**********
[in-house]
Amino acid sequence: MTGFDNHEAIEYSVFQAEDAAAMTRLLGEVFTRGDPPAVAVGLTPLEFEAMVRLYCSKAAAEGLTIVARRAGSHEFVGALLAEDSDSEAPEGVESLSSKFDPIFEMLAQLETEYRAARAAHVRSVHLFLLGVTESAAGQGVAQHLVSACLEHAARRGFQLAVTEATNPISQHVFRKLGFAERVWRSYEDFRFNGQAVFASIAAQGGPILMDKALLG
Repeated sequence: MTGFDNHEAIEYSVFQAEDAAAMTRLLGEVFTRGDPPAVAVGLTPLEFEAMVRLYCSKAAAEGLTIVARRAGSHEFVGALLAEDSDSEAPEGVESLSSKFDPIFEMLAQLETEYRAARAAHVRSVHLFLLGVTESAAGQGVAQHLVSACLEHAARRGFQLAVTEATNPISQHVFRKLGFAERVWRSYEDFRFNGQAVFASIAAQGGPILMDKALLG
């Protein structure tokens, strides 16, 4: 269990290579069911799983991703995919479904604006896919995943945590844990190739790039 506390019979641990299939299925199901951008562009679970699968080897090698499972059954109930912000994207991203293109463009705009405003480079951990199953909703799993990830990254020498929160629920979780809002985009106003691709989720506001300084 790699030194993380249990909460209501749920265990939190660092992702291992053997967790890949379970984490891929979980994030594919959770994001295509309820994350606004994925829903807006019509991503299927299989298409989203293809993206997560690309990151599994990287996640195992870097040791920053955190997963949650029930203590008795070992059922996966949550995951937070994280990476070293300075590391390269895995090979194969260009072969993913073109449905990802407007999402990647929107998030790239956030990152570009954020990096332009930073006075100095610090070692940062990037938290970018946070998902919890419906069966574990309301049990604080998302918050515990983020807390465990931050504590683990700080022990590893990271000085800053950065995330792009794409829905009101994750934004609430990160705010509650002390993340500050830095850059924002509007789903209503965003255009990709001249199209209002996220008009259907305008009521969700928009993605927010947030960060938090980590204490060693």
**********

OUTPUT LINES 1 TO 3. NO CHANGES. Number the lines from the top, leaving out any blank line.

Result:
[in-house]
Amino acid sequence: MTGFDNHEAIEYSVFQAEDAAAMTRLLGEVFTRGDPPAVAVGLTPLEFEAMVRLYCSKAAAEGLTIVARRAGSHEFVGALLAEDSDSEAPEGVESLSSKFDPIFEMLAQLETEYRAARAAHVRSVHLFLLGVTESAAGQGVAQHLVSACLEHAARRGFQLAVTEATNPISQHVFRKLGFAERVWRSYEDFRFNGQAVFASIAAQGGPILMDKALLG
Repeated sequence: MTGFDNHEAIEYSVFQAEDAAAMTRLLGEVFTRGDPPAVAVGLTPLEFEAMVRLYCSKAAAEGLTIVARRAGSHEFVGALLAEDSDSEAPEGVESLSSKFDPIFEMLAQLETEYRAARAAHVRSVHLFLLGVTESAAGQGVAQHLVSACLEHAARRGFQLAVTEATNPISQHVFRKLGFAERVWRSYEDFRFNGQAVFASIAAQGGPILMDKALLG